The fintech sector makes a lot of noise in London.
There’s an endless stream of news about open banking and challenger banks, while the traditional finance sector watches on with a mixture of admiration and suspicion.
Banks have come under attack, not only from the hype-machine, but more meaningfully from startups. Traditional finance providers that assumed they could weather the technology storm on reputation alone are quickly being proved wrong.
None of the old guard is safe, because the fintech revolution is not a revolution at all. It never has been.
“Fintech” is not a moment of traumatic change that will pass; it is an evolution that will sweep away the companies that do not evolve. And if you think we are nearing the end of this wave of change, think again.
Before we look to the next generation, we should consider how we got here.
Historically, a bank has been a place where consumers deposited their cash, and a trusted partner in buying a car or a home. Banks also provided other useful services: current accounts, savings accounts, investments, trading, credit cards, loans, and mortgages.
And while banks were promoting a wide range of products, other providers sprung up to offer extra services. Do you want a new card with a zero introductory rate? Fill in a form. Want a better mortgage deal? There’s a mortgage broker, or an online comparison website for that.
Fintech has not fundamentally altered these dynamics. Instead, it has democratised the processes behind them, and made everything easier for the consumer. It’s the kind of change we have seen throughout history as markets evolve, only playing out faster and more dramatically than the old guard was ready for.
There are the three factors that usually bring about mass change in consumer behaviour: price disruption, state-of-the-art products, and network effects. And they are all at play in fintech.
Price disruption came first. In foreign exchange, for example, banks were taking egregious margins from huge volumes of transactions. That left open the opportunity to share some of that upside with the customer as a saving.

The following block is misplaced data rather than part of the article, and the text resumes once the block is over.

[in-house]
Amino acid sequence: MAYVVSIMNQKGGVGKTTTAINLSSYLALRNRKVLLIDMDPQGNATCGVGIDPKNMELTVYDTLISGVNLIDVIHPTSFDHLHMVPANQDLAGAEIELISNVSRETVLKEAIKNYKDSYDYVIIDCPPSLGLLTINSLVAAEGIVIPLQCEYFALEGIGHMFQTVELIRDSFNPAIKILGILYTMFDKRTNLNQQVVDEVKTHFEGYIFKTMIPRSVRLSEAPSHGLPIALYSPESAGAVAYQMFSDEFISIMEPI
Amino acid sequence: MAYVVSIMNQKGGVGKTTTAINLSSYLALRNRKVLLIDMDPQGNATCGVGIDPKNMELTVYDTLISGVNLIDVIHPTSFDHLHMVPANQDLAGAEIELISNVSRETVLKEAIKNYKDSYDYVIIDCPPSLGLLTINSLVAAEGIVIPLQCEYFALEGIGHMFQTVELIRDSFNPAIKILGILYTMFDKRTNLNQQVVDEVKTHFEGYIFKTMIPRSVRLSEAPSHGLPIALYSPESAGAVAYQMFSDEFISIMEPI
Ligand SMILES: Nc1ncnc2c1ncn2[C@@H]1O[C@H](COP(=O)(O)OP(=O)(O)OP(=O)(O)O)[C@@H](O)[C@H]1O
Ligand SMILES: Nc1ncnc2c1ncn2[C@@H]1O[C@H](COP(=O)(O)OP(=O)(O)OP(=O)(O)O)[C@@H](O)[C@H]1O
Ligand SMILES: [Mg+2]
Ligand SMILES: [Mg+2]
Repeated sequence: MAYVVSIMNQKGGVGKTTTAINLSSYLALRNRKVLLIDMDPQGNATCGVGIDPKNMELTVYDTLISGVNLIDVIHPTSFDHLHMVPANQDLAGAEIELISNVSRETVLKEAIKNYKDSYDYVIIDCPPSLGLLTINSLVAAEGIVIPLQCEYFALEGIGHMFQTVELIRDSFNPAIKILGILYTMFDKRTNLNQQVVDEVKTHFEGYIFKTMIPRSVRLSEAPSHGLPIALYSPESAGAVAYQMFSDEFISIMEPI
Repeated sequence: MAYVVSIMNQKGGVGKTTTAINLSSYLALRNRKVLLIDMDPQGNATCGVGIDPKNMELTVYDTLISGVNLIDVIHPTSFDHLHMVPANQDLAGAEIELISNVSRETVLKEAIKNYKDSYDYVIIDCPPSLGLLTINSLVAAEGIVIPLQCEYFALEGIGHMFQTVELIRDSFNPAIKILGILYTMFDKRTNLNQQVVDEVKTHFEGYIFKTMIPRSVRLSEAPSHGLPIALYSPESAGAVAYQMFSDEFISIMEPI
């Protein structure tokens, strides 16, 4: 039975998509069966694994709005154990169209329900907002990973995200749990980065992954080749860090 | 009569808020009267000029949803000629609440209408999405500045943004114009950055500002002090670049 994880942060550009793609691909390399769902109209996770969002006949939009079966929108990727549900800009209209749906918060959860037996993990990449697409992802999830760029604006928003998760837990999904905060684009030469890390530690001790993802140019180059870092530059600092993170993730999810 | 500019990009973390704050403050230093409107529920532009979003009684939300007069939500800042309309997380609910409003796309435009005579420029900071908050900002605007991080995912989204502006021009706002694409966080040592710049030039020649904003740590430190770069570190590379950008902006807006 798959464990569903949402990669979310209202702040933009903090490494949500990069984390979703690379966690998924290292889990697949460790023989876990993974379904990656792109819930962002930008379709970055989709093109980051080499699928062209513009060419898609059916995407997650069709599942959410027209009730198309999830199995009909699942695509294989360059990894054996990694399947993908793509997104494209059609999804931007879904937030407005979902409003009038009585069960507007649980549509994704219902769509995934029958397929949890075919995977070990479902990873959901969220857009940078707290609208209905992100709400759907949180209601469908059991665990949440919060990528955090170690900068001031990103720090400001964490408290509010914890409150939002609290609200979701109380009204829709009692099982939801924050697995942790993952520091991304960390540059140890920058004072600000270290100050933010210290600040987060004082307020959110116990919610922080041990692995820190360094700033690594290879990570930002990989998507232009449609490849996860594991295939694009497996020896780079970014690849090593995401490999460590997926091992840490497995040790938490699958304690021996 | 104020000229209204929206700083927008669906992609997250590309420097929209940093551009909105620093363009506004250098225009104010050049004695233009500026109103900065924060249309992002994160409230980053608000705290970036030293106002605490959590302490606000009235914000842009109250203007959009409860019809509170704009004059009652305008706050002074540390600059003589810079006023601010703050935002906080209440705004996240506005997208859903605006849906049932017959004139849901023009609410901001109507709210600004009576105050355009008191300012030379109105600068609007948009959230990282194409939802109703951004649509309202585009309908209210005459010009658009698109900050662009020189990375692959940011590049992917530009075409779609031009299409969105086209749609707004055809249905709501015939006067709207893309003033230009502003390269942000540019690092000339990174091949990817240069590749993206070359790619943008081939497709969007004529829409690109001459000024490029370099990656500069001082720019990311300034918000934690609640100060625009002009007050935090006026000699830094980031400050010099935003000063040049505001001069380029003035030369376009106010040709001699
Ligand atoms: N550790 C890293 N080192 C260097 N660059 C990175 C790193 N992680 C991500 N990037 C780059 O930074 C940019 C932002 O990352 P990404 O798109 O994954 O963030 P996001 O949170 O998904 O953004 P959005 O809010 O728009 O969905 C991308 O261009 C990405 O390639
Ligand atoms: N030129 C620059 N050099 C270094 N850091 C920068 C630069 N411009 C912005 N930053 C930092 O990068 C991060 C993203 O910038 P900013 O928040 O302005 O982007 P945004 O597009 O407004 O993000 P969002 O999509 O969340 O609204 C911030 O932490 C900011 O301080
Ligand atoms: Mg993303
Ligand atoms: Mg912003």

The beneficiaries – aside from the consumers – were new finance companies like Transferwise, Remitly, and Ebury Partners.
Next came state-of-the-art products. In recent years, the services traditionally offered by banks have been effectively unbundled by digital providers that do one thing cheaper and better.
There is now a best-of-breed provider for every conceivable financial need. Moneybox and Nutmeg are doing this to great effect with investments, while Revolut and Funding Circle are making great strides in currency services and peer-to-peer lending.
This is a great step forward for consumers, but it risks becoming unwieldy. If you want the best of everything, your phone home-screen quickly becomes a patchwork quilt of finance apps.
And so finally, we come to network effects, helped by the huge amount of data now being generated and processed. New banks like Monzo, Starling and Atom don’t want to offer just one great fintech product – they want to be the one app that replaces the patchwork of alternative financial providers.
We have an investment in a company called Curve which is a different take on the same theme: a single brand and interface through which you can interact with all of your best-of-breed providers. By offering this, companies can garner access to more data on customer habits and can try to tailor financial services to their specific needs.
Open banking and the availability of data are making business models like these possible. Truly open banking, where customers can seamlessly switch between financial providers which compete to offer increasingly personalised products, may not be a reality quite yet, but it is a matter of when, not if. So expect more players to get involved – including some familiar names.
Alternative lenders like Zopa and Funding Circle will soon be able to use their scale to lower their cost of capital, and keep prices low. The Asian retail giant Alibaba is already dipping its toe in these waters. I expect Google, Amazon, and Facebook to jump in too. Banks should take this threat very seriously.
In the financial services industry, change is getting faster. Data is becoming more readily available, and has the potential to improve banking dramatically – at least from a consumer’s perspective.
We are not even midway through the “fintech” era, we are just at the beginning.